The key difference is that the protagonist is often (although not always) oblivious to the antagonist’s obsession with him. He is either unaware of what he did to upset the antagonist, or he views it as a positive thing, or he is unwittingly the key player in a larger conflict of which he is as yet unaware (as is often the case when the conflict is generational, as in King Arthur).

King Arthur: Legend of the Sword (2017), Warner Bros.

This can also work both ways, since any and all of the categories listed here can overlap. Almost always, there will be a chain of cause and effect. Maybe the antagonist gets hurt first, but he will quickly lash out and make it personal for the protagonist as well.

This antagonistic category lends itself well to mystery and suspense, since the protagonist will sometimes have to discover whatever it is he did to upset the antagonist and make himself central to this particular conflict. “Chosen ones” often qualify.

The Matrix (1999), Warner Bros.

Examples (Click on the Links for Structural Breakdowns):

Tony Stark vs. [pretty much all of his opponents], as a result of his general oblivion about the damage he leaves in his wake; Rafe Stoddard vs. Liberty Valance, as a result of Rafe’s trying to lawfully oppose Liberty’s reign of terror in the territory; Arthur vs. Vortigen, as a result of Arthur’s bloodline as “born king” threatening Vortigen’s reign; Po vs. Tai-Lung, as the result of Tai-Lung’s envy of Po’s status as Dragon Warrior (Kung-Fu Panda).

Kung-Fu Panda (2008), DreamWorks Animation.

4. Antagonist Is a Mirror for the Protagonist

Not all stories will feature protagonist-antagonist relationships in which the characters actually know each other. This obviously creates a huge emotional vacuum within the story. How can the conflict be personal when the relationship isn’t? How can the Climax still have deep thematic meaning?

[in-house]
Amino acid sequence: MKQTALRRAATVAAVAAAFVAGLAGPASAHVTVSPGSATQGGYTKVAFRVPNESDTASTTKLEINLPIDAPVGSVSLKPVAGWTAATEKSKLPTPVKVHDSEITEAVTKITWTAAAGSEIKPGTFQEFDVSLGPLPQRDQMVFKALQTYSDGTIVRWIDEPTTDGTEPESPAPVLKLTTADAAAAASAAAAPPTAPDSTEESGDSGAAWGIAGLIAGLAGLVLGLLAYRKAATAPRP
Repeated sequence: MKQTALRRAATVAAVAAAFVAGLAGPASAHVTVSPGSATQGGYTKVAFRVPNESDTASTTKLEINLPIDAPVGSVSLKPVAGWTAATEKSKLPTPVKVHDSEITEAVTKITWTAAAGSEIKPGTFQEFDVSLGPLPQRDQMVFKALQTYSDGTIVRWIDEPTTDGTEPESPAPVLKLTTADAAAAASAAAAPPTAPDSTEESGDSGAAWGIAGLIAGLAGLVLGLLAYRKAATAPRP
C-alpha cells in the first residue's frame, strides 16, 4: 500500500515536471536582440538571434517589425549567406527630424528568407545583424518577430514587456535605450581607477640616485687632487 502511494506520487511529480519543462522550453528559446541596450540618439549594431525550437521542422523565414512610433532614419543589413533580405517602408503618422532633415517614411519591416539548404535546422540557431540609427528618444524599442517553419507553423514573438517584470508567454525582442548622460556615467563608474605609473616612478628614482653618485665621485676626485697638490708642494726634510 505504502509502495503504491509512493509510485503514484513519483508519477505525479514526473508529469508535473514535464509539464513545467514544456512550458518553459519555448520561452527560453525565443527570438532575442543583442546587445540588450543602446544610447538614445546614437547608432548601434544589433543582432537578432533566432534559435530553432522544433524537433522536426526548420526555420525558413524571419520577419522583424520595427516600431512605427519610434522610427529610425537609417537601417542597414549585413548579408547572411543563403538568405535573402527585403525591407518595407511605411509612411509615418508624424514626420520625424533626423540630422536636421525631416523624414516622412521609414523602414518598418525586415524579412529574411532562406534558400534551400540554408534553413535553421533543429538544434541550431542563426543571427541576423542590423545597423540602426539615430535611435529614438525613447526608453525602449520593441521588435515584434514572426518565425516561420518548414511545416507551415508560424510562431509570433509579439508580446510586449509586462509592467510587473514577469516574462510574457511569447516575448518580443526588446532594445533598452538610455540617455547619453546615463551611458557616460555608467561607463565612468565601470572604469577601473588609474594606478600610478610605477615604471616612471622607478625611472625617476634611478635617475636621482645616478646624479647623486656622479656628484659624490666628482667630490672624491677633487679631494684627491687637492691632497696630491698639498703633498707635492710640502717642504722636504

In many stories with “Big Bads,” it is logistically impossible to even put the protagonist and the antagonist in the same room with other for most of the story. But you can still keep their relationship front and center by allowing the antagonist to be a “mirror” for the protagonist. When the protagonist is able to see herself even in this faraway bad guy, it prompts the opportunity for the deep thematic grist of existential questions.

The protagonist gets to ask herself: Why am I fighting this person? How am I any different or any better? If this person is so much like me, then mightn’t we even be friends instead of enemies?

The more similarities you can draw between protagonist and antagonist—personality, methods, goals, backstory, interests, etc.—the more opportunities you will create to explore the exterior conflict from within the subtext of the protagonist’s own interior journey.

Examples (Click on the Links for Structural Breakdowns):

Tony Stark and Ivan Vanko share similar backstories regarding their inventor fathers and similar abilities, among other things (Iron Man 2); Steve Rogers and Johann Schmidt share similar experiences with taking the Super-Soldier Serum (Captain America: The First Avenger); Jason Bourne shares an identical past with all the Treadstone agents sent after him (the Bourne trilogy); Captain Jack Aubrey duels it out with a French captain, who “fights like you, Jack” (Master and Commander: The Far Side of the World); Elizabeth Bennet and Fitzwilliam Darcy share many personality traits (Pride & Prejudice); George Bailey and Old Man Potter share business savvy, ambition, and a disdain for Bedford Falls (It’s a Wonderful Life); Arthur and Vortigen share a bloodline and similarly ruthless ambition.

Pride & Prejudice (2005), Focus Features.

5. Protagonist and Antagonist Oppose Each Other Ideologically

The protagonist and the antagonist won’t always be opposing each other due to personal goals or injuries. Sometimes, the battle will be about something greater: ideological ideas. The good guy believes in what’s “right,” and the bad guy believes in what’s “wrong”—and never the twain shall meet.

Most stories come down to this at one point or another in the conflict, even if the theme is just about school kids standing up for themselves against bullies. Stories about even larger issues, such as war and social injustice, are often based entirely around this.